Phish’s Baker’s Dozen run at Madison Square Garden was musical history in the making. For those of us lucky enough to be there, it will be remembered not just for the incredible musicianship, jams, song selection and variety, plays on words, but for the sense of community that enveloped the entire Tri-State area like a fluffy towel. It was Chicago as the Cubs closed in on the World Series, the Olympics, and a double-dose of Hanukah all at once. Each night was a special treat, unwrapped gingerly but with intent for us to enjoy; the press and our friends and family and even people who “just don’t get Phish” seemed to know what was going on and why it was important. When the Devils won the Stanley Cup in 2003, I had complete strangers asking me how I felt after a tough playoff loss, and that sense of pop up community and genuine interest echoed and reverberated and found all of the highs (of all kinds) in the local area.
The band showed how to play to a room – not just acoustically but emotionally as well. Sure people sing along at concerts, but 20,800 fans practically screaming “Fluffhead” makes the hair stand up on your neck. It was the energy and intensity of a small venue Coheed & Cambria show an order of magnitude larger and louder, but no less personal. The number of times Trey stopped to look around the arena and take in the fans, the emotions, and the love was remarkable. When your musical heroes allow subtle childhood nuances to peek through on stage, you have to fall in love with the band all over again.
The room showed how to play to a band – from the security guards who were tolerant of fans of all ages, shapes and sizes (and costumes), to the concessions staff who worked at double speed during set break, to the ushers who made sure everyone had fun without being forceful about level crashers. I’ve never loved shows at the Garden due to what I felt was a bad echo problem, but the new ceiling seems to have addressed the issue. On night 3 I brought a human-sized inflatable donut into the Garden, and when one of the security guards went for a closer inspection, another told him “it’s an inflatable, they’re going to bring them in.” The entire Garden was a model for fan friendliness and creating an atmosphere where it was almost required to have a good time. And no, I never thought I’d write something good about the Garden where my previous experiences mostly revolved around sticky floors that seem intent on ruining my shoes within the first thirty minutes, people puking in the stands, and indoor air redolent of the men’s room.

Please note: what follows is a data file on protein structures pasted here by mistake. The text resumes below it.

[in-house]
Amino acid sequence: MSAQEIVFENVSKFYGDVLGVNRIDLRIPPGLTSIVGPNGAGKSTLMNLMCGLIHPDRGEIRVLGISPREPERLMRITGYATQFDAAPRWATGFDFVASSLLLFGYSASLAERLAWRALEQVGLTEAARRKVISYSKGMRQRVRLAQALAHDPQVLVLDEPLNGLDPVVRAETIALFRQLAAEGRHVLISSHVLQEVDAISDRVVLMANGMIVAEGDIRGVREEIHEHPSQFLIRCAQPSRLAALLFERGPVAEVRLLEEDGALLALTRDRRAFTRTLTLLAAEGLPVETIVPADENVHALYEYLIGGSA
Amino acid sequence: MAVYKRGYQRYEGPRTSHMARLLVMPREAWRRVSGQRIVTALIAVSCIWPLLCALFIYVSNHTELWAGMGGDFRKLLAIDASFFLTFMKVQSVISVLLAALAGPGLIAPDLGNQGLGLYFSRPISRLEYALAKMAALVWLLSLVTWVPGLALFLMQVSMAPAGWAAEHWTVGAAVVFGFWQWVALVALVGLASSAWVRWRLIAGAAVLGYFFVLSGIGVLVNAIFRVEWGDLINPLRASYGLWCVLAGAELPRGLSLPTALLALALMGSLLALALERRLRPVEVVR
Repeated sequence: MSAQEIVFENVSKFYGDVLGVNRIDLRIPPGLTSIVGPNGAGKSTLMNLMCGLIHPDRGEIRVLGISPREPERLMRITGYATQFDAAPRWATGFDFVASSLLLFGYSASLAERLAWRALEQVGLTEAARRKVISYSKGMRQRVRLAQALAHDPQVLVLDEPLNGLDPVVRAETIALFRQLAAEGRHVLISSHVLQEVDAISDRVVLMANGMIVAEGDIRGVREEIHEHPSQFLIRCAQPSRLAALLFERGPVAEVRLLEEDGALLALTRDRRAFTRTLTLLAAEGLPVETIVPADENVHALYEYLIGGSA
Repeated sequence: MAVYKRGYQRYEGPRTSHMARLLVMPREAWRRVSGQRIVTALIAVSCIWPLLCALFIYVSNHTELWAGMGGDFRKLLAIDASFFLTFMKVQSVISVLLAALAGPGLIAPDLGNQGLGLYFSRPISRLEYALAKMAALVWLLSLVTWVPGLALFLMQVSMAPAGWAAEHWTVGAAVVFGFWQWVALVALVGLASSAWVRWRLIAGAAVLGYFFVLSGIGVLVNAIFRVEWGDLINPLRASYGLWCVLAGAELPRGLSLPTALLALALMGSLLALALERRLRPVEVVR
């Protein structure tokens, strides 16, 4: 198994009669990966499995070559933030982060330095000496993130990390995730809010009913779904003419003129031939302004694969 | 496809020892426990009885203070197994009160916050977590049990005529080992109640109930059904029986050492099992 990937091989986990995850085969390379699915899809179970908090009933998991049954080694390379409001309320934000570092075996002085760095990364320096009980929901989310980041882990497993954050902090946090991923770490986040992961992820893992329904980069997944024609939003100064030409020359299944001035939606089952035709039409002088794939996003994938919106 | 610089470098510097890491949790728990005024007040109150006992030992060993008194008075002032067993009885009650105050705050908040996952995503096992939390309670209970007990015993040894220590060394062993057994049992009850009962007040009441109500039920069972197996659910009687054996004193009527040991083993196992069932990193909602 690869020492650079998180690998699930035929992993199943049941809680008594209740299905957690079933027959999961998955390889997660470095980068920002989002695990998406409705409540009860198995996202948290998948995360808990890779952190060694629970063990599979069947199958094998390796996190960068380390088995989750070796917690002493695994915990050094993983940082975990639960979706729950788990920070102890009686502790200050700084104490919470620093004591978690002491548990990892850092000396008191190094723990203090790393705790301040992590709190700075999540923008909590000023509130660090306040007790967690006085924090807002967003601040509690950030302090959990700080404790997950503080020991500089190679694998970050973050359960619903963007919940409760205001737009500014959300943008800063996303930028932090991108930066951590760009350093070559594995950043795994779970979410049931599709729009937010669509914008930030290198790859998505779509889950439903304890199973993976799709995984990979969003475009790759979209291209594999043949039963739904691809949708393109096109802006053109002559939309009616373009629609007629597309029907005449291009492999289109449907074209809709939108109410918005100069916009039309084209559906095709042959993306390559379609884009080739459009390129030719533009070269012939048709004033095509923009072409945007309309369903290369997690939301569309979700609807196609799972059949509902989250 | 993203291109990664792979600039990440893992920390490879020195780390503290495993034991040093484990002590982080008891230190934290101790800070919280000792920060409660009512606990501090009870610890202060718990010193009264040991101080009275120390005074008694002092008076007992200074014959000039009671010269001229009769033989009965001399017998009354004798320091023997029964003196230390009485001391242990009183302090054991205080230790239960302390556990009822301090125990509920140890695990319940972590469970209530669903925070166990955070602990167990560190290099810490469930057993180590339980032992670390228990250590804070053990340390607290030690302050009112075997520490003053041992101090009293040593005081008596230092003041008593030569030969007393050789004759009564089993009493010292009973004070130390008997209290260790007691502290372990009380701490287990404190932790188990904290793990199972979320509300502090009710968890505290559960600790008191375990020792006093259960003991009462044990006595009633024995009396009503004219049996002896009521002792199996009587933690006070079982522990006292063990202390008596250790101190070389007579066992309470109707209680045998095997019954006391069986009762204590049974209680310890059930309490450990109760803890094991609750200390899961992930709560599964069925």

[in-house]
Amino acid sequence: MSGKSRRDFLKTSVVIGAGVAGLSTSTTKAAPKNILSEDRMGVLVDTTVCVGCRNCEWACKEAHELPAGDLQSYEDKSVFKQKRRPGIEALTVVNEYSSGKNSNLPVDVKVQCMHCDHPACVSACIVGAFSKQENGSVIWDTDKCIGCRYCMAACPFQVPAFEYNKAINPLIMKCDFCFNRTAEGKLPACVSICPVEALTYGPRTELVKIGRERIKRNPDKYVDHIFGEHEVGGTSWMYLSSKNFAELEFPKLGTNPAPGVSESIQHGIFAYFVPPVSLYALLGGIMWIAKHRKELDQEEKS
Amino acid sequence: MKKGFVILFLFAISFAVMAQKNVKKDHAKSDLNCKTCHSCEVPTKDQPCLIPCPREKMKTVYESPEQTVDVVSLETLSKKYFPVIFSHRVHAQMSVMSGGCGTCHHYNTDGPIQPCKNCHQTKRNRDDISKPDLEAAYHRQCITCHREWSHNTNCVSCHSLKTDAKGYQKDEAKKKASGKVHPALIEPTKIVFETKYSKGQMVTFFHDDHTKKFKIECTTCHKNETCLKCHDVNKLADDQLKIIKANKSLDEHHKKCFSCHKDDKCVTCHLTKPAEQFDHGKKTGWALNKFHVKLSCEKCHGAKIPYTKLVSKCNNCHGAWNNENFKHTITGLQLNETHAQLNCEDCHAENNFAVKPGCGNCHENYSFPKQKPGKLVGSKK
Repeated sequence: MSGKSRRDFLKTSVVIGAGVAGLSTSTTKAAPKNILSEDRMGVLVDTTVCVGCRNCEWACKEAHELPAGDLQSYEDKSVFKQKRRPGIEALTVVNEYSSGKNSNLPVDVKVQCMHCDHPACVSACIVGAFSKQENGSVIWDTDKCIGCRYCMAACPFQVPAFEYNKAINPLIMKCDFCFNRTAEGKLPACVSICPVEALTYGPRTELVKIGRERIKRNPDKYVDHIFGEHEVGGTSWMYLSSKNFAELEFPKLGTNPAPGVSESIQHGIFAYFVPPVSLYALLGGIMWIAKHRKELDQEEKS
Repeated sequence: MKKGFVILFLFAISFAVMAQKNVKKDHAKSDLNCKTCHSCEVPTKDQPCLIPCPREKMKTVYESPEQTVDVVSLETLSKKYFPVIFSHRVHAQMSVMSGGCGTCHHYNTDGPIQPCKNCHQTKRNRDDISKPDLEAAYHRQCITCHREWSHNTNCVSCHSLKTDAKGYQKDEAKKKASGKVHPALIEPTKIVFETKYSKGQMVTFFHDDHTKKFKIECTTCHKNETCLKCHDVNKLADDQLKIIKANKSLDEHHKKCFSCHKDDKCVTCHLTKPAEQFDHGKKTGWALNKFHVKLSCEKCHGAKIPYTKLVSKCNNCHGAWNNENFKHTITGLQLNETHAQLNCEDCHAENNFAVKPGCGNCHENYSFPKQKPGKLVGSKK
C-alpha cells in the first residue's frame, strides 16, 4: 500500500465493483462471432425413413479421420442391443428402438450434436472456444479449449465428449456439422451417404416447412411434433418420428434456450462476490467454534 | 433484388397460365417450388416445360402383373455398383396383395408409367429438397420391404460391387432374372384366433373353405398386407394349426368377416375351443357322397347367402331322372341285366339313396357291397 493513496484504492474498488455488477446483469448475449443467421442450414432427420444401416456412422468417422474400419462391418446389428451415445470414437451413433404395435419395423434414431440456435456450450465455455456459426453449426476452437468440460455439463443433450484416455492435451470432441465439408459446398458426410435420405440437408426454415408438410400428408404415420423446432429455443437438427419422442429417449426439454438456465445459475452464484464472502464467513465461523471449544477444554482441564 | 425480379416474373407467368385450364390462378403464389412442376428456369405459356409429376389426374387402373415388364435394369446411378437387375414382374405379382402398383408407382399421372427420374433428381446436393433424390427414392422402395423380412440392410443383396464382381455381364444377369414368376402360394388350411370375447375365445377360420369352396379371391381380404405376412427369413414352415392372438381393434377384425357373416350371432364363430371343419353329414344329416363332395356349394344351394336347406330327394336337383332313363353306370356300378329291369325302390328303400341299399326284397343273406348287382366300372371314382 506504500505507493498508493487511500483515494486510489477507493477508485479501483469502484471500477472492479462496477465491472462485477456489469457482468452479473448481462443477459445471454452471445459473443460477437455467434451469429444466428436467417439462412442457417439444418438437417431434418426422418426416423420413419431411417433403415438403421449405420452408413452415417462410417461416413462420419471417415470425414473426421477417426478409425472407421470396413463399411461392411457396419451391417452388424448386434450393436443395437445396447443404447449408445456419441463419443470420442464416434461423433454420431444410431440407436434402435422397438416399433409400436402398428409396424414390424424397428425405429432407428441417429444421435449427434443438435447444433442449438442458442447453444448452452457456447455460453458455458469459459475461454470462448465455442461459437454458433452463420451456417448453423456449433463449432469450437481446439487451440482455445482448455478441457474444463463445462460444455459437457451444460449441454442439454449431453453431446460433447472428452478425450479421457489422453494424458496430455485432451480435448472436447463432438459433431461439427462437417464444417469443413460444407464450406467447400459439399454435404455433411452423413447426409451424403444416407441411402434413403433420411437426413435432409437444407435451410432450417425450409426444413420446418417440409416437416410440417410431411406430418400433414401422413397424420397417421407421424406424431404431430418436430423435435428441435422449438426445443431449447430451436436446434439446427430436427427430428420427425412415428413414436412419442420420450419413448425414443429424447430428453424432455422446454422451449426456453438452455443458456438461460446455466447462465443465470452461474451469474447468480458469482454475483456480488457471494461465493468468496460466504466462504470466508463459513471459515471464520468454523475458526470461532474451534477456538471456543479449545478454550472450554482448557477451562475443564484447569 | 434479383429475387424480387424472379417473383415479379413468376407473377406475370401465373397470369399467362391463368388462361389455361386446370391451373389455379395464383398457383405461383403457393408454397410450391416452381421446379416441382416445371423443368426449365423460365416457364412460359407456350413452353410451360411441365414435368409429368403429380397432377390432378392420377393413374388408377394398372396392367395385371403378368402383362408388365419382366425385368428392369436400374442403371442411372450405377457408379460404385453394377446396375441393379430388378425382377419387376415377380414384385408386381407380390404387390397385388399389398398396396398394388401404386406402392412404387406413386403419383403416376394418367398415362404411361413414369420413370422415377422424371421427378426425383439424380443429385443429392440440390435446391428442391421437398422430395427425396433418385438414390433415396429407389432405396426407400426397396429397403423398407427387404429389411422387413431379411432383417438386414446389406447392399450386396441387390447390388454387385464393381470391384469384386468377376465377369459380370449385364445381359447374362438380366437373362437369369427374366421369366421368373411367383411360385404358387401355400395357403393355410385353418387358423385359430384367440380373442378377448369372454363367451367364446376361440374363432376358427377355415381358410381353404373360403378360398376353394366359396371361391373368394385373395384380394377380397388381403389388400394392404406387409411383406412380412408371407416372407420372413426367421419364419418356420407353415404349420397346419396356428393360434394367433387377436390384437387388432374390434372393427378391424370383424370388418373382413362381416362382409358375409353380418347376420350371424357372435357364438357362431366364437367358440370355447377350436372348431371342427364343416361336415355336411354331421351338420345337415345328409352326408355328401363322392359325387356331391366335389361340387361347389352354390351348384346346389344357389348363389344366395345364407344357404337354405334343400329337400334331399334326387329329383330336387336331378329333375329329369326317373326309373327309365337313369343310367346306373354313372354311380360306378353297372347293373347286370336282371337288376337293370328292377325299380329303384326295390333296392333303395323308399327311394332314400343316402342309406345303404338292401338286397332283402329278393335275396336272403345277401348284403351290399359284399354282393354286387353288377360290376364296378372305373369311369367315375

Phish got a banner, equalling the Rangers during the lifetime of the band.
A Hammond B3 organ driven through a Leslie speaker brings back forty years of memories, from my Aunt May and Uncle Murray’s house that had a huge console organ (a Hammond of course, that they offered to let me both fix and keep – fortunately my father knew that the amplifier inside housed lethal voltages); the first peer who told me about Leslie speakers much to my disbelief, only for me to discover that the wonderful phased sound I loved was the product of the spinning cones; discovering the J Geils Band during my first summer in Boston cementing the association with large-scale concerts, heavy vibrato keyboards, and enjoying great music in the company of mildly crazy friends.
In an age of spectacular stage production with moving platforms, confetti cannons, lasers and backup dancers, seeing what Chris Kuroda does with the lighting rig is itself a show-within-a-show. The true choreography of each night happened in the rigging and with the house lights, bringing not just color palette but literal shape to each song, each jam riff, each peak. One of the Garden executives told me that CK5 is one of the (fewer than three) people allowed to tap into the house lights. What he did with them made the room fold in on itself, so you were never that far from the spotlight even when the backup dancers were in the row in front of you.
Had a number of “first” listens to various Phish classics, live, including “The Lizards.” In a complete plate o shrimp moment, the song opens with an oblique reference to a long corridor, much like Genesis’ “Lamb Lies Down On Broadway” which ostensibly was set in the same neighborhood as the Garden — and I happened to be reading Mike Rutherford’s autobiographical discourse about that very album at the very same time.
Toroidal influences abound, and the theme was executed to perfection. It’s easy to be heavy handed and devolve into cliche when it comes to thematic elements, but Baker’s Dozen reveled in the slow reveal. It was, in the words of original Apple designer Tog, the progressive disclosure of what we needed to know – the donut themed promotional reel, the tickets in a donut box, the introduction of the flavor of the night, the Garden signage and “Glaze On,” song selection that walked the formation of a carefully crafted pun. “The universe is a donut” long form intro to “Harpua” (itself a “Jimmies” reference) is a template by which all other themes should be judged.
At the conclusion of a run like this, of an event that transcends time and space and work and everyday schedules, you feel a bit deflated. The house guests have left, the Olympic torch is extinguished, Hanukah menorahs are de-waxed and wiped down and gently put away until the next celebration. And that’s precisely the point – we’re on to the next tour, the next nights vibrating with love and light with our friends and family and that slightly goofy person who just flew in from Tampa or Denver or San Diego or Birmingham (lot of bridges). The torch is on its way to the next stop, and in the mean time, we’ll take care of our shoes.